Xecutives.net-Interview_Javier Albarrán-portrait
Javier Albarrán – Xecutives.net Interview

Javier Albarrán has a doctorate in medieval history from the Autonomous University of Madrid (2020), specializing in the history of al-Andalus. His research has focused on issues such as religious minorities in al-Andalus, intercultural contacts, war ideology, the jihad, or the memory of al-Andalus. He has published numerous research articles and a total of three books, notably one on the “Christians of al-Andalus” (2013) and another on the “Islamic Response to the Crusades” (2017). He currently works at the University of Hamburg as a research fellow at the DFG Center for Advanced Study “Roman Islam – Center for Comparative Empire and Transcultural Studies”, where he is conducting research on the history of the Islamization of North Africa and al-Andalus. His fourth book, “Jihad and Memory in al-Andalus”, is also on its way to publication by the University of Granada’s publishing house.

Through this article we are going to delve into a historical epoch that most of us know superficially, Al-Andalus. Many of us have seen on televisión, or had the opportunity to travel to Spain and visit the Alhambra in Granada, the mosque in Cordoba or the Giralda in Seville, but few of us know details of this historical period. Javier Albarrán brings us closer to the Islamic world that erected these magnificent buildings, from the arrival of the Muslims to the Iberian Peninsula, to the influence that has survived until today. He clarifies the reasons for their arrival on the peninsula, and helps us to distinguish between what really is history and what has become a legend. Javier Albarrán paints some brush strokes about the relationship of the Islamic world with the medieval Europe of the time; the relationship with the peninsular Christian world; the controversial issue of whether or not there was a Reconquest; and finally, whether the Andalusian legacy can be used to build bridges between the Western world and the Islamic world of today.

Xecutives.net: Mr. Albarrán, you have studied the history of Al-Andalus in depth. Before looking at this interesting history and period of the Iberian Peninsula, with implications for all of Europe until today, I would like to ask you how you became personally interested in this subject. What prompted you to deepen your study of the Iberian Peninsula and its history?

Javier Albarrán: Good morning and thank you very much for proposing this interview on such an exciting and current topic as Al-Andalus and its history. It may seem a cliché, but the truth is that I started to be interested in the history of Islam and Al-Andalus through my own eyes, from seeing the impressive Andalusian remains during my summer holidays in Andalusia to visit my family. Later, a first contact with Morocco, when I had not yet decided on my field of study, made me decide. It seems unbelievable, but the history of Al-Andalus has been omitted for decades – and is still partly being left out in Spanish- and Portuguese  schools, since let us not forget that Portugal was also part of Al-Andalus. The historical narrative that was underpinned in the 19th century, and which saw the Andalusian past as an accident, as something alien to the Iberian Peninsula and Spain, and as a territory and a social formation only suitable for being “reconquered”, has been very active and is still used in certain conservative and ultra-right-wing discourses. And that is why many generations of Spaniards – I would dare say mine as well – grew up knowing practically nothing about Al-Andalus. It was only in the Andalusian schools, for obvious regionalist reasons, that this part of our history was deepened, albeit always from a highly idealised perspective. Perhaps this lack of knowledge, this omitted past that was becoming mysterious, also made my interest in it grow. And, on the other hand, in this globalized world in which we live, we are permanently in contact with other traditions and cultures, and we often wonder if they are all compatible. And, in that sense, Al-Andalus can offer interesting perspectives.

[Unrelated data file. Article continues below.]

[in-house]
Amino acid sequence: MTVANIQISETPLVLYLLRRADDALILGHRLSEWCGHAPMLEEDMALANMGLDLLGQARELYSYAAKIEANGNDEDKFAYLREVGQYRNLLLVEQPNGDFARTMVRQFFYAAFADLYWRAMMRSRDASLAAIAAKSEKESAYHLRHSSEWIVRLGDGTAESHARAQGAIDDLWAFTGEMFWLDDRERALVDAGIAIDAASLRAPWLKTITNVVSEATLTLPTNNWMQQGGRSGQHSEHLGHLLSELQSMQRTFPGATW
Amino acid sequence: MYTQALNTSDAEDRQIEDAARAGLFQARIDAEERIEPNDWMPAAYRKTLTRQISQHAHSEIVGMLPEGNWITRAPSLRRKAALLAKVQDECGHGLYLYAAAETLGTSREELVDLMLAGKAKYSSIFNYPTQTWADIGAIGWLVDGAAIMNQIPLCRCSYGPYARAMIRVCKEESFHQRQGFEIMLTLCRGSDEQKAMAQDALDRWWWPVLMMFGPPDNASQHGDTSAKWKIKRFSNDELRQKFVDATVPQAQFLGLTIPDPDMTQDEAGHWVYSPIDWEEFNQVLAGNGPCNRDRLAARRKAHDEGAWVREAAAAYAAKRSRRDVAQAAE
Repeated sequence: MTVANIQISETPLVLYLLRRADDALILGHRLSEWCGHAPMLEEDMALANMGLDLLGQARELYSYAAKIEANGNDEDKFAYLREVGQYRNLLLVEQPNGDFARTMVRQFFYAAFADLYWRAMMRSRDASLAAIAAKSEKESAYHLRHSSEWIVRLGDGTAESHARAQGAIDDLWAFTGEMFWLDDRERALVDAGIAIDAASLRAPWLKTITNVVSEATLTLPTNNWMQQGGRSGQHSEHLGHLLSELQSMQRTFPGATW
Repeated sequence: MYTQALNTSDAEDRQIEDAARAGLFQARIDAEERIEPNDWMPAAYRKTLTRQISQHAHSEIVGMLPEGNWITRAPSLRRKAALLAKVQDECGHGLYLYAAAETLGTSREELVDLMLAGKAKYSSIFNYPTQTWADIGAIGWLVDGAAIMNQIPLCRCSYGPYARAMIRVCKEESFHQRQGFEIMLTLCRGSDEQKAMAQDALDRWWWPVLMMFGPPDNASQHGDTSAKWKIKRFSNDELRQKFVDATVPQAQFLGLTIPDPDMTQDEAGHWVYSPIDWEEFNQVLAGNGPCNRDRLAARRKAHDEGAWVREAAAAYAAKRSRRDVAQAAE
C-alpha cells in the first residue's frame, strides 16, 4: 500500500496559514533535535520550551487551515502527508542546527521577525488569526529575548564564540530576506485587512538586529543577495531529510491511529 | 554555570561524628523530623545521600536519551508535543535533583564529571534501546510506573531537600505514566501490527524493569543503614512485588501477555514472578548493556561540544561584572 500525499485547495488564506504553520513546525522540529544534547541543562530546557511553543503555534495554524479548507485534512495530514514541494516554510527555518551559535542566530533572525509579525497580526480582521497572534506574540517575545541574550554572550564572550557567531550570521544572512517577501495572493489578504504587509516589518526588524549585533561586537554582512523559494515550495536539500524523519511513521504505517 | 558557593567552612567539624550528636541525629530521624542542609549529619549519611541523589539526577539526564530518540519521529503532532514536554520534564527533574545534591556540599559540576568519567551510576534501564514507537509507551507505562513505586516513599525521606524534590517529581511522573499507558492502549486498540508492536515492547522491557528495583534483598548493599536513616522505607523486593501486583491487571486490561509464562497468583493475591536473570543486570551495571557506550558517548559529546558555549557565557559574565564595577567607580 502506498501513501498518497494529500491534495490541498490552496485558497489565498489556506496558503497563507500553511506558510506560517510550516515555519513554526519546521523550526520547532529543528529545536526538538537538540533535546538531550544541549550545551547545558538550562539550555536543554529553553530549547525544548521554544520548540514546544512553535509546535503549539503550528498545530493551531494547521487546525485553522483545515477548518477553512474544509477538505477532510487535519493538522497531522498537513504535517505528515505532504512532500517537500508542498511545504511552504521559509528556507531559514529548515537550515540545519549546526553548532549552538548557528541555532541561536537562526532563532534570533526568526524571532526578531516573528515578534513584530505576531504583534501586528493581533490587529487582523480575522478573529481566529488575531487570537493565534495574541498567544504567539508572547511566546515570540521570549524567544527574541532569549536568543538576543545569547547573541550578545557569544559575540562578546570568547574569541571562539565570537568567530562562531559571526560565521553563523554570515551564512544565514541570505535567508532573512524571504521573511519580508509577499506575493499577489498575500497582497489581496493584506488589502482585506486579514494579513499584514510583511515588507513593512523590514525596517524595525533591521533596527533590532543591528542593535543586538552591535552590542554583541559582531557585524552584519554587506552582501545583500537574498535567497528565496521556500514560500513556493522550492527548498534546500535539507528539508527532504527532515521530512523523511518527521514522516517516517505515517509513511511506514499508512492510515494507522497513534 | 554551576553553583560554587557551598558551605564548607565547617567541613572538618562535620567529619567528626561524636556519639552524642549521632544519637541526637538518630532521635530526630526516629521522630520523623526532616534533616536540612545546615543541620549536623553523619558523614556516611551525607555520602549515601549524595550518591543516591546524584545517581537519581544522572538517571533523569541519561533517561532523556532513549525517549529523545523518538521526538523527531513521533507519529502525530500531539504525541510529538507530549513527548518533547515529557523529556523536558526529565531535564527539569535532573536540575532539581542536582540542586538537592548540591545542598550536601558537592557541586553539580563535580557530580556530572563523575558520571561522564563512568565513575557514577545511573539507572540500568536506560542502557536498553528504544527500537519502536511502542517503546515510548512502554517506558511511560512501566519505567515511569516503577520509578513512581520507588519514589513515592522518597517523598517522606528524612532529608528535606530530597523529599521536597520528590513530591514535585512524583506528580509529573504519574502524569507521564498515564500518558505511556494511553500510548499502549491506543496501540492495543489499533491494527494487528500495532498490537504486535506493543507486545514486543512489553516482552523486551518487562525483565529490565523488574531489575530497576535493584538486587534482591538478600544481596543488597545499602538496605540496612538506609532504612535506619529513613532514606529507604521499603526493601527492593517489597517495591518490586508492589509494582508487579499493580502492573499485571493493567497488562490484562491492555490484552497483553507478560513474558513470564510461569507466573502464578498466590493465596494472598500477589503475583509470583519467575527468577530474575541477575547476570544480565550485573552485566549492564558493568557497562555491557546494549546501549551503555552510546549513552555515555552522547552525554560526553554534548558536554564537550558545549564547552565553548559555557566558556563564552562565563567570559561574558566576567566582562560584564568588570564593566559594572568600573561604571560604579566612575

Alhambra in Granada_Xecutives Interview mit Javier Albarrán
The famous Alhambra, a complex of palaces and fortresses in Granada

Xecutives.net: In 711 the Arabs crossed the Mediterranean from North Africa to present-day Spain, led by Tāriq ibn Ziyād, a Muslim commander. What was the reason for the Berbers and the Arabs to move to the Iberian Peninsula and what did they find then in the area of present-day Spain? We know that Spain was then ruled by the Visigoths. What do we know about the Visigothic people and about the encounter with the Arabs?